You thought I wouldn’t finish this, but you were wrong. Here is part deux of my reflection on the now dated (2/7/05) article in Time Magazine on the 25 most influential evangelicals. I’ll let you hunt for the part one of this in the archives, but I believe that it was in February. I’ve tried not to be too critical; my comments will have to do more with I agree with their choice to be on this list or not. OK, here we go…
Tim and Beverly Lahaye. Time called them “The Christian Power Couple,” which does make me want to gag, but I don’t really know if that is true or not. Unfortunately, Left Behind is an irreversable phenomenon that only gains more adherents. Efforts by others to subvert this beast have been of little effect. Lahaye’s defficient understanding of biblical eschatology is evident in every page of the series, and his misleading influence has cripled many people’s understanding of what the Bible really says. I hate to say it but it’s true. Interestingly enough, Time does not really point to Left Behind so much as it points to his influence on Jerry Falwell and the organization of the Moral Majority. They also highlight Beverly’s founding of the Concerned Women for America and mention its influence. They have also authored books both separate and together that have sold many copies. All this being said, I would agree with their choice, but I don’t think I would call them the power couple.
Charles Colson. It’s cool to see one of the trustees of my seminary on this list. He hasn’t made the best of decisions in the past as an evangelical, like signing the first edition of ECT, Evangelicals and Catholics Together (it is understandable since his wife is catholic), but he is certainly behind the scenes as well as in the forefront for evangelicals. He has written many books, including his autobiography, and he found Prison Fellowship, which is unparalleled in its ministry to inmates. I agree with this choice.
J.I. Packer. Time called him the “Theological Traffic Cop,” which I’m sure many would disagree since he signed ECT too. Packer’s influenc has certainly waned in the past few years, since he is nearly 80, but he continues to teach at Regent College in Vancouver and maintain connection to England and the US. This may be a token choice because of Packer’s overall influence in the past 30 years. His book “Knowing God” is still used at many colleges and seminaries as an introduction theology. “Keep in Step with the Spirit” is linked on the side of my blog because I think it is a classic every christian should read. As Alistar McGrath continues to edit and publish Packer’s collections of essays, Packer will only gain more readers.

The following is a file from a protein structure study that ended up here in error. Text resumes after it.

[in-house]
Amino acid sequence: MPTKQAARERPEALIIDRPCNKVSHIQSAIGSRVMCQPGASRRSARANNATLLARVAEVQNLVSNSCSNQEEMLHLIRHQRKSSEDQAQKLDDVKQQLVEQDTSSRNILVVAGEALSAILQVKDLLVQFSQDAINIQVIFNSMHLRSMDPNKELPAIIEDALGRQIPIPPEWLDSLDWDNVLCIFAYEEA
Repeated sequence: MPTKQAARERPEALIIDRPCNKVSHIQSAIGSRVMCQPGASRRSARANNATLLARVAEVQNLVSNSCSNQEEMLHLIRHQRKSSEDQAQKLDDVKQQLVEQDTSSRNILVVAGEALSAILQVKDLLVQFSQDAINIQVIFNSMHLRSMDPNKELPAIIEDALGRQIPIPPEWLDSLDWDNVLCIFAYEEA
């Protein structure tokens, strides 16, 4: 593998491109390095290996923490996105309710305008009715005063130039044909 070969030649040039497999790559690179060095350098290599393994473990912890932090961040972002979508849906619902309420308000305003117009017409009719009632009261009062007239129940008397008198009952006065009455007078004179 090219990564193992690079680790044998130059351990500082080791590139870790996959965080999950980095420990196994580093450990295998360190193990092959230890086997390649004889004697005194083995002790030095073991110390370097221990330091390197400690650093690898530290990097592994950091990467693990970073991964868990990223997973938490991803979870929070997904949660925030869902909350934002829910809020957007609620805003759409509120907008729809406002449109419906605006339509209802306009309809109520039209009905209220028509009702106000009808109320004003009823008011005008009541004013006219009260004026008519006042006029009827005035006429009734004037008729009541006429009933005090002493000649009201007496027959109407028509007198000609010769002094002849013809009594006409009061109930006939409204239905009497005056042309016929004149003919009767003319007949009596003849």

Mark Noll. I don’t know if I agree with this choice, but then again, I’m not exactly sure about everything he is involved in. He’s been at Wheaton for a number of years, and his work, “The Scandal of the Evangelical Mind,” is superb. His ever famous opening sentence is, “The scandal of the evangelical mind is that there is not much of an evangelical mind.” That is classic and it could not be more true. His recent works on American church history have won him acclaim outside of evangelicalism, but again, I don’t know much else he is involved in. If I would picked someone in his area to be on the list, I probably would have chosen George Marsden. Marsden has been saying the same things in more volume and for more years.
Ralph Winter. I have been receiving Missions Frontier magazine for the past 6 years and you can tell whoever is behind it is doing some amazing things. He has been monumental in strategizing how to spread the gospel to the unreached peoples of the world, as in strengthening and mobilizing mission organizations around the globe. Therefore, his incluence is larger outside the US and we cannot even begin to imagine the impact his influence has had. Anyone who has been to Urbana or Lousanne could tell you. In either case, this was an obvious choice.